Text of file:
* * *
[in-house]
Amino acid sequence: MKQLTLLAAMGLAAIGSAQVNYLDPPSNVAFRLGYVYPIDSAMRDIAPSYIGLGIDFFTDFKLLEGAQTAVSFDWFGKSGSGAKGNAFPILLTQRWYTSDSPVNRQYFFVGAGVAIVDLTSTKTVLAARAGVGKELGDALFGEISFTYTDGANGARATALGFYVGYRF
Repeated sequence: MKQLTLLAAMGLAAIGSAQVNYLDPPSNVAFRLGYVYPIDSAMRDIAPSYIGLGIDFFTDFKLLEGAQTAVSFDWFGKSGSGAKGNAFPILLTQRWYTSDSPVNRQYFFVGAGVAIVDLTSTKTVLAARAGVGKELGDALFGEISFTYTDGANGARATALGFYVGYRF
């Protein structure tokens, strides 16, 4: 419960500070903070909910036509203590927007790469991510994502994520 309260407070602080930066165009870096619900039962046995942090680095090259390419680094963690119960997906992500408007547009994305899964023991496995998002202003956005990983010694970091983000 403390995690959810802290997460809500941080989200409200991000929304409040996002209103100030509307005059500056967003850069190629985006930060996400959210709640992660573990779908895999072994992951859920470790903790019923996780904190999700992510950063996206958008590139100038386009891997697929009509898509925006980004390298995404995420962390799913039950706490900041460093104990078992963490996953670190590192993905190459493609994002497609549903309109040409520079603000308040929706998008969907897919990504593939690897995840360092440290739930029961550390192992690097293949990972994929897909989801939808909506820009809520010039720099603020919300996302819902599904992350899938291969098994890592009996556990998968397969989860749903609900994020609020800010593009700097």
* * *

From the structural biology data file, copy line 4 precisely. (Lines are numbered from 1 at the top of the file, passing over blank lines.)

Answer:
């Protein structure tokens, strides 16, 4: 419960500070903070909910036509203590927007790469991510994502994520 309260407070602080930066165009870096619900039962046995942090680095090259390419680094963690119960997906992500408007547009994305899964023991496995998002202003956005990983010694970091983000 403390995690959810802290997460809500941080989200409200991000929304409040996002209103100030509307005059500056967003850069190629985006930060996400959210709640992660573990779908895999072994992951859920470790903790019923996780904190999700992510950063996206958008590139100038386009891997697929009509898509925006980004390298995404995420962390799913039950706490900041460093104990078992963490996953670190590192993905190459493609994002497609549903309109040409520079603000308040929706998008969907897919990504593939690897995840360092440290739930029961550390192992690097293949990972994929897909989801939808909506820009809520010039720099603020919300996302819902599904992350899938291969098994890592009996556990998968397969989860749903609900994020609020800010593009700097």